With all NBC ads about "giant feet" and the highly publicized facts about his physical features, some of my colleagues pointed out that Mr. Phelps has quite a few features of Marfan syndrome.
His height is 6'4" and his arm span of 6'7" is greater than his height. According to Cleveland Leader, "that is a ratio of 1.04, which is just shy of the clinical cutoff of 1.05. He is also said to have hypermobile joints in his knees, shoulders and ankles." Mr. Phepls also has large hands and feet. Marfan syndrome is an inherited connective-tissue disorder which presents with tall stature, ectopia lentis, mitral valve prolapse, aortic root dilatation, and aortic dissection.
In his book, "Michael Phelps: Beneath the Surface" written by both Phelps and Brian Cazeneuve, he writes about the scare of the possible diagnosis of Marfan syndrome:
"My heart rate was accelerating and Bob suggested I see the doctor. Because I was very flexible and had long hands and feet. I had some early symptoms of Marfan Syndrome, a disease that affects connective tissues and can be fatal if there is leakage to the vessels that lead to the heart. If you reach out your arms and form a T and your wingspan is longer than your height, you can be at risk. In my case, those measurements have always been very close. I didn't know at the time why the doctor decided to look into this. My mom and Bob didn't want me to freak out, so they told me it was simply a good idea for young athletes to have an EKG test in order to look at the heart.From page 66, Michael Phelps: Beneath the Surface, Google Books.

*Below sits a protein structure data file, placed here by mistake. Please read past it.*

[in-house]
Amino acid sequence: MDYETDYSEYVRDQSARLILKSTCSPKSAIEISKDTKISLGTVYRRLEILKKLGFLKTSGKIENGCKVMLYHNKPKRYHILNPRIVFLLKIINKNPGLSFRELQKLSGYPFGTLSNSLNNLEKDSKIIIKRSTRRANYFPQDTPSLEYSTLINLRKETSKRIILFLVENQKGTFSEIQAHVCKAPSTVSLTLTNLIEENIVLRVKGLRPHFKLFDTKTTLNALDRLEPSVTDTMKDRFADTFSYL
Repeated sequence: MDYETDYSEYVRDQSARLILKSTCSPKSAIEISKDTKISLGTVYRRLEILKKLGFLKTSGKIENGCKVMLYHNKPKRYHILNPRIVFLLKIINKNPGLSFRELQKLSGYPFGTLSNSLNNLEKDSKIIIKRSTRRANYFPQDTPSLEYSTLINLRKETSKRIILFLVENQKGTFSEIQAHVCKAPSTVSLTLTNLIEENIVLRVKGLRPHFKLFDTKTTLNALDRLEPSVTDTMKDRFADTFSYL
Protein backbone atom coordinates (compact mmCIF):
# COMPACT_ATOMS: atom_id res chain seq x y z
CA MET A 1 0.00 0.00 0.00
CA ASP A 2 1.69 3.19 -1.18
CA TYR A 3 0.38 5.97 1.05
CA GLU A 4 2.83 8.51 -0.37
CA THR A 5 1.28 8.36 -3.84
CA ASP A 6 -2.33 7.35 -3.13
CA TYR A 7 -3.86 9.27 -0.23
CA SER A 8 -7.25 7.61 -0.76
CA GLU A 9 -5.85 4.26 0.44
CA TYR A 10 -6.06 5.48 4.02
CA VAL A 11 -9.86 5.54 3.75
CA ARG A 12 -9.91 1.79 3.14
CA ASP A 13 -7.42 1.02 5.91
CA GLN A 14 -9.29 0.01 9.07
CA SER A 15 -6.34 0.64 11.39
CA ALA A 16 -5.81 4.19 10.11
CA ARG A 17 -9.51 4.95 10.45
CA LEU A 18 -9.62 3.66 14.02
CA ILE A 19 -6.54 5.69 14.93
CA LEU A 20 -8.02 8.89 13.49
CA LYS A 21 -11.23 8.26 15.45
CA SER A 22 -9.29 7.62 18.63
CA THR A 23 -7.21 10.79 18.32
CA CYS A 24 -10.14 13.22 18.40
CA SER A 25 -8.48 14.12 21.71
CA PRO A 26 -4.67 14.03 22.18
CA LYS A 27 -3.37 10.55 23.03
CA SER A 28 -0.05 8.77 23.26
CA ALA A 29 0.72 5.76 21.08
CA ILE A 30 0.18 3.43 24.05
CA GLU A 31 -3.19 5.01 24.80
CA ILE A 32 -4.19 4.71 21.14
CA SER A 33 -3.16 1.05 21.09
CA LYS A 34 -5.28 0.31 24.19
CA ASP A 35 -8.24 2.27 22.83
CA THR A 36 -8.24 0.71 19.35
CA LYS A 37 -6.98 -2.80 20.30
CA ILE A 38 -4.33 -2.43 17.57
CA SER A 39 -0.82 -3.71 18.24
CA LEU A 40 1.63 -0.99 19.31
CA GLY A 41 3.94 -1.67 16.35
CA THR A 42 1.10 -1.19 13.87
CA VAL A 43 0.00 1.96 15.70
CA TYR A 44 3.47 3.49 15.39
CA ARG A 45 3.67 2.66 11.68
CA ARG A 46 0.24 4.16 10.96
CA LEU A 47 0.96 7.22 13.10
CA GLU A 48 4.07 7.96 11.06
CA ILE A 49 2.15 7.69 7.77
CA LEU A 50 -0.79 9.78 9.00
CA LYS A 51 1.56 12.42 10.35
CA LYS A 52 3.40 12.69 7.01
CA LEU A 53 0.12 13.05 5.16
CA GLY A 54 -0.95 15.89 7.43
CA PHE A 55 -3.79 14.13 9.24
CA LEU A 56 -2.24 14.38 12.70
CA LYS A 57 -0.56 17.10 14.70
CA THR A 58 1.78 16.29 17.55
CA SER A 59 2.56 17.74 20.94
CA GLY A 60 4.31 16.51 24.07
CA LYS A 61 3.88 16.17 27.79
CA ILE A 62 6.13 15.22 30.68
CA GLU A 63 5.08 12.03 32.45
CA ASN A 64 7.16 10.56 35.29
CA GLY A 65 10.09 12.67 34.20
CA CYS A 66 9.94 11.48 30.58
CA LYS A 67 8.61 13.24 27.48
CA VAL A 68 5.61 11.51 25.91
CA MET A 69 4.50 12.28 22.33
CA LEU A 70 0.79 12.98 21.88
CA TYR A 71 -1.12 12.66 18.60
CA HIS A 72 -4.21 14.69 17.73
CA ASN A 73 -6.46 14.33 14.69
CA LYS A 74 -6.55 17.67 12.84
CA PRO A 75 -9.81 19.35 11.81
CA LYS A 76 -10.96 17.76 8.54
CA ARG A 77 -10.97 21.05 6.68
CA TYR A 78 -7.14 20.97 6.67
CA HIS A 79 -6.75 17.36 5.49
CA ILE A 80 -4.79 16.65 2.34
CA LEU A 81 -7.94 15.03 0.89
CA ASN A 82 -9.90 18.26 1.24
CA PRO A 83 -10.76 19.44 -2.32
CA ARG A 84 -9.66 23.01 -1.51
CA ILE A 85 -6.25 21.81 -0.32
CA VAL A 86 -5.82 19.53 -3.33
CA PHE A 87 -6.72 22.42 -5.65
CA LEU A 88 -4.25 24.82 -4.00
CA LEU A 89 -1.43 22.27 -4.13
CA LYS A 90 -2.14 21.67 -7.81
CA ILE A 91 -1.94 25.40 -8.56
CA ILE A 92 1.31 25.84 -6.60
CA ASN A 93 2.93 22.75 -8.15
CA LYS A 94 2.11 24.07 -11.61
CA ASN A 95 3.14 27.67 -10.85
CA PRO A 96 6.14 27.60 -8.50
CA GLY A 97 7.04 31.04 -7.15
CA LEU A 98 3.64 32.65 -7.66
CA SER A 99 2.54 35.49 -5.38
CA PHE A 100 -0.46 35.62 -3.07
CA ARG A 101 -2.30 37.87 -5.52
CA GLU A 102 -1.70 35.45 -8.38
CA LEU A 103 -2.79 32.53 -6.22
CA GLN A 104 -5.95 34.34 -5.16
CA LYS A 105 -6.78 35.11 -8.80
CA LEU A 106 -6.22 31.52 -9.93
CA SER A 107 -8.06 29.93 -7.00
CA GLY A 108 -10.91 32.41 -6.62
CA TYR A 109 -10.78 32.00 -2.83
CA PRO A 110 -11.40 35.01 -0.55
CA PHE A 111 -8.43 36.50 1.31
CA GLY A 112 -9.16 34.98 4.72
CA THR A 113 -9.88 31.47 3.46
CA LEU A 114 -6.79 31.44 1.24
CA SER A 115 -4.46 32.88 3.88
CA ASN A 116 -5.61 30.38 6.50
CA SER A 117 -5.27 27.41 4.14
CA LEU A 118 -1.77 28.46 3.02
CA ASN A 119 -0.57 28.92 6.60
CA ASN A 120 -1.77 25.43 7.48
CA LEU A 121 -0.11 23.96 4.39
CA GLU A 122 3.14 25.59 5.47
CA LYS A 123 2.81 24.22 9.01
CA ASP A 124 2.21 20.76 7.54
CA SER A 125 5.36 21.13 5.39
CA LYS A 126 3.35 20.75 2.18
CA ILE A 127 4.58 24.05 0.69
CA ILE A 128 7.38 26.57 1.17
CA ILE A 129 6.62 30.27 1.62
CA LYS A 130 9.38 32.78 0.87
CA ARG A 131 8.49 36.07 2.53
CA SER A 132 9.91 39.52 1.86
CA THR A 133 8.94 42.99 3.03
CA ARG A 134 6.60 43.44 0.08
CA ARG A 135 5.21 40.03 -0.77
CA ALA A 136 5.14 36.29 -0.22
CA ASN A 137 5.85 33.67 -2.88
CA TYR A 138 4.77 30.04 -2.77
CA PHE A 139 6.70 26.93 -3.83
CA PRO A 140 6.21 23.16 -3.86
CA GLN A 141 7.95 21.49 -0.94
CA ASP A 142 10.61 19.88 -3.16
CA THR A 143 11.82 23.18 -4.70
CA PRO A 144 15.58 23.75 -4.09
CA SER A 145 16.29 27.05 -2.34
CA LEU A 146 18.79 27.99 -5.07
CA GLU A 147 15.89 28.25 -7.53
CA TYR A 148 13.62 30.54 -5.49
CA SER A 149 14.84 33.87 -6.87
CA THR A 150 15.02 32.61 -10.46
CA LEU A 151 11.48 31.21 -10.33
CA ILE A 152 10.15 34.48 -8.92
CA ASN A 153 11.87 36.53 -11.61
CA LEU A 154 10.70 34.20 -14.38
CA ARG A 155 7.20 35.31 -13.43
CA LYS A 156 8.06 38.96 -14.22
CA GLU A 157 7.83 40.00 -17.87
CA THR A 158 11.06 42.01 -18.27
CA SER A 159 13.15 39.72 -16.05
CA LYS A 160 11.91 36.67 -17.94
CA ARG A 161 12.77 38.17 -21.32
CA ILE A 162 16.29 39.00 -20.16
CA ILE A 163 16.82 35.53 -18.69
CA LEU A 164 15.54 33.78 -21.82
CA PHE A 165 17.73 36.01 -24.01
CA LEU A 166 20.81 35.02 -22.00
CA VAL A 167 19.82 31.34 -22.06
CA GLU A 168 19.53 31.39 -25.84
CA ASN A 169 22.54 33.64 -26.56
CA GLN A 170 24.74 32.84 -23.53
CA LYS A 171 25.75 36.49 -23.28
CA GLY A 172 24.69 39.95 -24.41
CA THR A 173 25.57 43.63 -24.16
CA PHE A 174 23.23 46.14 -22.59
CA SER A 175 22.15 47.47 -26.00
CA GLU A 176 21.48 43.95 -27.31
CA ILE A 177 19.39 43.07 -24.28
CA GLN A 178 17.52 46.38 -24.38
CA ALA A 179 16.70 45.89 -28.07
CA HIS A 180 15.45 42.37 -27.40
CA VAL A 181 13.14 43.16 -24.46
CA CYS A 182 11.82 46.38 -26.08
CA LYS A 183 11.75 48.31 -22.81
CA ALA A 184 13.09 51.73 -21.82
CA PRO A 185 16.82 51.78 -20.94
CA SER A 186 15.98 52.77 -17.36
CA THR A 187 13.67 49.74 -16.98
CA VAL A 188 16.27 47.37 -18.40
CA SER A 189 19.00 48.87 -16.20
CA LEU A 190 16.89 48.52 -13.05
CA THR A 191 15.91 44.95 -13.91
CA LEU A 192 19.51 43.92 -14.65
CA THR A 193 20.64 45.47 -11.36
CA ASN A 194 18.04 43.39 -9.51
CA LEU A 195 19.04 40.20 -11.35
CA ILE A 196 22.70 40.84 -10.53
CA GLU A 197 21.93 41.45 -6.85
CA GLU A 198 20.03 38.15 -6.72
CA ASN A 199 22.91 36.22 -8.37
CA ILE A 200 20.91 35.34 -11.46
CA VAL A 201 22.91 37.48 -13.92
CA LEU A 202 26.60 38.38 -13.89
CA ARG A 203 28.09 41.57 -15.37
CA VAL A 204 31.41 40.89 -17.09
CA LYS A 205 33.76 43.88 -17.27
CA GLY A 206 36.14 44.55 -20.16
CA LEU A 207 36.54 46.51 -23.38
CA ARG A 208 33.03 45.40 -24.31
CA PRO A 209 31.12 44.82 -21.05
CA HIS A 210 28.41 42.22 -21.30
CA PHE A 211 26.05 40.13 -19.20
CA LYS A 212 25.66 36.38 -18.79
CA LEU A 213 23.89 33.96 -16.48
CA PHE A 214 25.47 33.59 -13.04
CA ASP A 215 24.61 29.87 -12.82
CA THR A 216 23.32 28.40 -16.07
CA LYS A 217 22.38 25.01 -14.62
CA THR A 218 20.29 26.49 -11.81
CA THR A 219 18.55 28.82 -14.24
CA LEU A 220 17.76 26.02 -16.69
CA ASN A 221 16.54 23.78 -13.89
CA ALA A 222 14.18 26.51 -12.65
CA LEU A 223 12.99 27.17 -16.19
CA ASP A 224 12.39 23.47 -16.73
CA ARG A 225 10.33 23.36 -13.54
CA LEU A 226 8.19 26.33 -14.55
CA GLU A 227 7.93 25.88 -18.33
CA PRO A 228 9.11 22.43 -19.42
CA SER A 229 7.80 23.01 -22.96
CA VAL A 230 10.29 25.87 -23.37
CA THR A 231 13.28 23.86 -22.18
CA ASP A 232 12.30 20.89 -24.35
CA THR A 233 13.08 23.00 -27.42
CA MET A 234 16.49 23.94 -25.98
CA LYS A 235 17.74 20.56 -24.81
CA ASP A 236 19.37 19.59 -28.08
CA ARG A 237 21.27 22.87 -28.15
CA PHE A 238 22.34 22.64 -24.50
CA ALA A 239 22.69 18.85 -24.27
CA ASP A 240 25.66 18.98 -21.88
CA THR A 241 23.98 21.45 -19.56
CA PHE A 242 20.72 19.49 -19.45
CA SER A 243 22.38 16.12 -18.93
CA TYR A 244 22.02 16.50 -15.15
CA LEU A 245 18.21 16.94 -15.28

Fortunately everything was, and still is, okay. I have been tested once a year ever since at John's Hopkins under the direction of Dr. Peter Roe and the tissues are strong, the aortic rout is clear and my heart is in good shape - as long as my Baltimore Ravens are winning."
From the description above, it looks like Michael Phelps does not fulfill the criteria of a full-blown Marfan syndrome according to his doctors. If he were to have Marfan syndrome however, strenuous exercise would be generally contraindicated according to the American Heart Association.
The Age/Yahoo comments on "another bodily trait might also have helped transform Phelps into the perfect, indefatigable swimming machine. In sixth grade, the Maryland native was diagnosed with Attention Deficit and Hyperactivity Disorder and prescribed Ritalin to curb his near boundless energy.
After growing frustrated with the drowsiness caused by the drug, Phelps turned to sport, where the symptoms that so agitated teachers greatly impressed coaches.
"I had so many outlets for energy release. I'd go from a lacrosse game to a baseball game to swim practice," he wrote."
We all want our heroes to be perfect but they never are. Their biggest strength however lies in overcoming their own shortcomings and giving inspiration for millions around the world to do the same.
Image source: Wikipedia, public domain.